My Story

The Early Years

I was born and raised in Raleigh, N.C., and graduated from Sanderson High School in 1990. As a child, I loved school and came from a long line of educators: my mother, two of my aunts, my grandmother, and even my grandfather was a principal and Superintendent. I always knew I wanted to be a teacher. So, I attended Appalachian State University to earn a B.S. in Elementary Education. Upon graduating in 1994, I considered getting a Masters in Reading or Administration but forwent more education for the opportunity to serve on the mission field. For twelve months I lived in Samara, Russia working in the public schools with administrators and teachers developing a Biblical character curriculum. After I returned to the states in July 1996, I got married in October of that year and declined several teaching jobs. Instead, I took a position managing an office with Crown Ministries (kind of like Dave Ramsey). After our first child was born in 1998, I knew I wanted to be a “fulltime mama!” The babies kept coming in 2000, 2003 and 2007. By then I had resolved to homeschool and felt comfortable since I had a degree in Elem. Education.  Little did I know that homeschooling would lead me back to my original desire for further training in Reading Education.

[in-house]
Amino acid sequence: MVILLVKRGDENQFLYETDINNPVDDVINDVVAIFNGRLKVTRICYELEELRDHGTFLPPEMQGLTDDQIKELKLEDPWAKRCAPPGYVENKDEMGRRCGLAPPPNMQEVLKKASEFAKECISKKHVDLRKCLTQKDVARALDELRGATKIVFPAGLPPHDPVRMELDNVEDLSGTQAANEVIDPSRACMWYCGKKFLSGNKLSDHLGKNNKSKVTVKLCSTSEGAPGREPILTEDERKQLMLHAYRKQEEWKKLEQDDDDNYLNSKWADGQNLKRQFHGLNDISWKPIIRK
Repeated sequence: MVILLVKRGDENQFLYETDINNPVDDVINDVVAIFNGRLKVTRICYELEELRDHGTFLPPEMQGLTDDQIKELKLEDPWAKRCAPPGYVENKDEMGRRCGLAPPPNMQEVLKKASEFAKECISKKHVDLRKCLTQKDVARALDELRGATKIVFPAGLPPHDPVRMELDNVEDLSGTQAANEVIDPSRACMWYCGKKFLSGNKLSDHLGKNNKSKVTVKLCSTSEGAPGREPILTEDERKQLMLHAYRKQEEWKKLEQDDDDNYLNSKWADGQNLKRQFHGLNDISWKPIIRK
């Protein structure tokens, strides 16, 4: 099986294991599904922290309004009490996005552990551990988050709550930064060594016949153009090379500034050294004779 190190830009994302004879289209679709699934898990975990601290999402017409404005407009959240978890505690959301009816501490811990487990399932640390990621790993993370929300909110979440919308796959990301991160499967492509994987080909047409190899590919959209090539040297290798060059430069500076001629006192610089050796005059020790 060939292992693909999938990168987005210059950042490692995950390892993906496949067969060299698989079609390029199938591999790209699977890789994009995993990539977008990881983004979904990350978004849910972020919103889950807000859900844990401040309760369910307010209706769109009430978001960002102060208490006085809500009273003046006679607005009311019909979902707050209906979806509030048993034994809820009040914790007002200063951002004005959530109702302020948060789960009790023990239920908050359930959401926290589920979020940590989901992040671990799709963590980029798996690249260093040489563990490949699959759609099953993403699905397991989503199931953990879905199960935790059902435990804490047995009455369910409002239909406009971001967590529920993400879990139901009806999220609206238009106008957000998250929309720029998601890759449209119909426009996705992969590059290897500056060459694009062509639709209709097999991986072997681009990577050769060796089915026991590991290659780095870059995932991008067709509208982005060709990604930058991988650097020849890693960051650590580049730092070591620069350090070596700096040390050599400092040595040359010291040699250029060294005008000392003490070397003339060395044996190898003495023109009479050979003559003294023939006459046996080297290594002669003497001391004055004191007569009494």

By this point, we had moved from Raleigh, N.C. to eastern N.C. to start a new church and my husband was very supportive of homeschooling. Even though my background was in education, I learned more about education and the learning process by homeschooling than I ever did in the college classroom. I taught all subjects and all grade levels as I educated our children and “re-educated” myself. The first year I did not know what to buy for curriculum so I wrote my own (TODAY’S PSA: DO NOT DO THIS). The next year I used My Father’s World (a unit study type of all-inclusive curriculum) and loved it! When baby #4 came, I was the primary caregiver for my father who was in poor health. We did Bob Jones on DVD and that worked well. We returned to My Father’s World but soon thereafter decided to join a Classical Christian co-op called Classical Conversations. I served as a tutor for 2 years and as the Director for one year. I also traveled throughout N.C. speaking at conferences to train parents in the classical model of education on behalf of Classical Conversations, as well as trained tutors for the role they play in the organization.

 Now It’s Getting Interesting